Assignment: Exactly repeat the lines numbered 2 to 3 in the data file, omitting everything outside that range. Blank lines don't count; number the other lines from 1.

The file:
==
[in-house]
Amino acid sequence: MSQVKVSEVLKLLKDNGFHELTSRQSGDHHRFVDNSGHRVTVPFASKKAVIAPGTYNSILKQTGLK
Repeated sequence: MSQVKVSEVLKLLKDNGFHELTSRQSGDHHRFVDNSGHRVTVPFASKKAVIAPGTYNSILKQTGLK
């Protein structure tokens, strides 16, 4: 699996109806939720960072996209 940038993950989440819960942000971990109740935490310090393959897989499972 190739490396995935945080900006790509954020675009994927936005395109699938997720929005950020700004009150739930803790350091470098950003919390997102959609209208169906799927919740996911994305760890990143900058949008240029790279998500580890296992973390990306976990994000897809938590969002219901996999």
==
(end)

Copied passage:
Amino acid sequence: MSQVKVSEVLKLLKDNGFHELTSRQSGDHHRFVDNSGHRVTVPFASKKAVIAPGTYNSILKQTGLK
Repeated sequence: MSQVKVSEVLKLLKDNGFHELTSRQSGDHHRFVDNSGHRVTVPFASKKAVIAPGTYNSILKQTGLK